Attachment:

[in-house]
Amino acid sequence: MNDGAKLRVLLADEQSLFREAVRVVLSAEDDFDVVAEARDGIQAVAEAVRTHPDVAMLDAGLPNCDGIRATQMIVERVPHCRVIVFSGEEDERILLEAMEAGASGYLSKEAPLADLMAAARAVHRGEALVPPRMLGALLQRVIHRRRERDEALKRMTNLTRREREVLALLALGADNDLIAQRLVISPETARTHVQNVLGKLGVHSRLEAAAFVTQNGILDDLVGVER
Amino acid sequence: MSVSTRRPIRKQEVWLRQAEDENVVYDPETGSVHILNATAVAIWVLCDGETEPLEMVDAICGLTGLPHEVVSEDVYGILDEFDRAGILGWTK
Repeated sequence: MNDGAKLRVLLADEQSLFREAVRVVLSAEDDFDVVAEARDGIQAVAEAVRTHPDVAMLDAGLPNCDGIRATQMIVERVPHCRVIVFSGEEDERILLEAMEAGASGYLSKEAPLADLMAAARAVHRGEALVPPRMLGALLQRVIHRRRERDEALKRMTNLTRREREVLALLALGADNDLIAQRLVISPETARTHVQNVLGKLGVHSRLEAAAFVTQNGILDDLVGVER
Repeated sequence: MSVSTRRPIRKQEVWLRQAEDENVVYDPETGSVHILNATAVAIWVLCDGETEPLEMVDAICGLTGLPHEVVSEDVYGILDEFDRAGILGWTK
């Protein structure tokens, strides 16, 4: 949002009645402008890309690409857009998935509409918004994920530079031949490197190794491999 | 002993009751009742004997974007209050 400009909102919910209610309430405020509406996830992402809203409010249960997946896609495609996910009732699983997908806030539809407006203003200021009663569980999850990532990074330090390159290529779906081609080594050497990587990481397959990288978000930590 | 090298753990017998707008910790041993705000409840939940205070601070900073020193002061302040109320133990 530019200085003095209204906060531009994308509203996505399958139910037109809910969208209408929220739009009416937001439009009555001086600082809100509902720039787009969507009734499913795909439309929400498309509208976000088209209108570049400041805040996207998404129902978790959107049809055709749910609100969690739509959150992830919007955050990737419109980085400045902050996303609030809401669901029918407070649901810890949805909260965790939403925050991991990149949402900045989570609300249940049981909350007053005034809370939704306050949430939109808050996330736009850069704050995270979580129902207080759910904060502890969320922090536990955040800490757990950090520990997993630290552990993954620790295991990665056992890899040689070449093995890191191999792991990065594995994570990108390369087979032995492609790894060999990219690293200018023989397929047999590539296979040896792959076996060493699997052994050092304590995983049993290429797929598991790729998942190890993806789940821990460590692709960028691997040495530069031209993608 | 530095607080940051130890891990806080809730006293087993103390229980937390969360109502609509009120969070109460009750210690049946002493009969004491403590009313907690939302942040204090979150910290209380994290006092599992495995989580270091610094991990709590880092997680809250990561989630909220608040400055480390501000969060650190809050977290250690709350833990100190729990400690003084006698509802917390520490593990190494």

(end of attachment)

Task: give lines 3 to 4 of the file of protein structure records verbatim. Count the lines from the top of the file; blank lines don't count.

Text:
Amino acid sequence: MSVSTRRPIRKQEVWLRQAEDENVVYDPETGSVHILNATAVAIWVLCDGETEPLEMVDAICGLTGLPHEVVSEDVYGILDEFDRAGILGWTK
Repeated sequence: MNDGAKLRVLLADEQSLFREAVRVVLSAEDDFDVVAEARDGIQAVAEAVRTHPDVAMLDAGLPNCDGIRATQMIVERVPHCRVIVFSGEEDERILLEAMEAGASGYLSKEAPLADLMAAARAVHRGEALVPPRMLGALLQRVIHRRRERDEALKRMTNLTRREREVLALLALGADNDLIAQRLVISPETARTHVQNVLGKLGVHSRLEAAAFVTQNGILDDLVGVER